Bias in History | Opinion of the applicant

When asked to comment on reviews that say I am “biased” (sic), I refer the curious to the PLDT phone book. Here it is in printed form, hundreds of pages that provide a simple list of names and phone numbers. I used to treat the phone book as a rare example of an objective primary source, except that the arrangement of the data can be considered subjective. For example, why is the list ordered alphabetically by last name? Can we arrange by first name? Would it make more sense to order the list numerically in ascending or descending order? Can the data be disaggregated by gender? By occupation? Or geographical location? If we can’t be objective and unbiased in a phone book, what more can we say about history?

Prejudices in history are as old as history itself. I remember the late nationalist historian Teodoro A. Agoncillo who was marked red, as a communist, for his historical book: “The revolt of the masses: the story of Bonifacio and the Katipunan” (1956). “Which story is not biased? he yelled one day, adding with a big laugh: “Show me a historian, a real historian who is not biased, show me! I wonder what he would think of the many self-proclaimed history experts who plague the internet today and spread fake news or pass off opinion as fact.

My conversations with Agoncillo were published under the title “Talking History” (1995) which, in retrospect, could mean either Agoncillo talking about history, or Agoncillo being literally talking about Philippine history. Explaining bias to me in 1984, he said:

“When you say, for example, that [Ferdinand] Marcos [Sr.] is such and such then you are biased. You have to interpret. In the story pag sinabing objective ka, you are nothing! You are nothing, absolutely nothing! Absolute zero! (Laughter) Even a calendar chooses! (laughs) Humanap ng kalendaryo, makikita mo hindi everything is called calendar (laughs).

“People who criticize me don’t really know the story. They do not know what history is, for the very fact that the student of history chooses what to include and what not to include in his work is proof that history is never objective. (Laughs). When you say, for example, that Mrs. [Imelda] Marcos is a beautiful woman, you are not objective, because [that] beauty of Mrs. Marcos does not say that she is beautiful. It’s you! Ikaw angsasabing maganda if Mrs. Marcos. In other words, you’re already imposing yourself [into the narrative].

“As soon as the student of history makes what is called a value judgment, and in history we always do that, wala na! Saan nandoon ang objectivity mo? It is important in history to be impartial! Which is different.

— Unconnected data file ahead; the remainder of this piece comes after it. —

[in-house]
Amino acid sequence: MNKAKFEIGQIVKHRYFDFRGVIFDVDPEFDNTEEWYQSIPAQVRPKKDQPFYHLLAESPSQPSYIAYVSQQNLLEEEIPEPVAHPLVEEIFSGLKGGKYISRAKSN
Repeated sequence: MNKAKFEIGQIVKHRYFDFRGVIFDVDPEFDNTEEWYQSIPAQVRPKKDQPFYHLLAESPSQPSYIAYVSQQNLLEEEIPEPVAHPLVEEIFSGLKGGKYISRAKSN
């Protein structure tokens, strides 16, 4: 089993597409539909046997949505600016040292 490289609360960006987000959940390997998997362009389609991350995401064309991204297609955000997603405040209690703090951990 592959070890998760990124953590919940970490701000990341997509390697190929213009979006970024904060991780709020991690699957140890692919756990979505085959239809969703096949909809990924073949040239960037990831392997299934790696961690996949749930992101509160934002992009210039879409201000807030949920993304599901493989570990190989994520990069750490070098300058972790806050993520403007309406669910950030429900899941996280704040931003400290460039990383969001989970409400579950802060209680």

I met Agoncillo in his twilight. He met me at the dawn of my career. I often think that his life and work inspired me to follow Clio’s path. More so when he repeated to me the words he spoke in 1977 when he retired from UP, an act he jokingly described as “coming out of darkness into the light of the sun”.

He said: “Those who would work in the fields, and others like me, who have tried to explore, should not be afraid, like true explorers, and should say things for whatever purpose. can bring, no matter who is hurt. I once told my class about the Philippine Revolution, and I would like to repeat it now, that he who is afraid of making enemies cannot be expected to tell the truth (laughs).

“…the little that I have done has not even scratched the surface of the vast and deep reservoir that is our history and our culture. It remains for those I have left to continue where people like me left off: experiment, modify, enrich, correct and expand as they go along. There is no perfectibility, nor completeness in scholarship, and the fools that we mortals are, as Shakespeare once said, can only do our best to make the most of from a bad situation… I don’t mean to be narcissistic or falsely modest, but I like to think that my residence hall at this institute of learning has given knowledgeable outsiders reason enough to suspect that there is a department of history at the University of the Philippines (laughs).

Modesty may not be one of Agoncillo’s virtues, but even his critics agree that he cast a long shadow in the history of the Philippines which, rightly or wrongly, has shaped how we know and understand the Philippine Revolution and the short-lived First Republic. I miss him very much.

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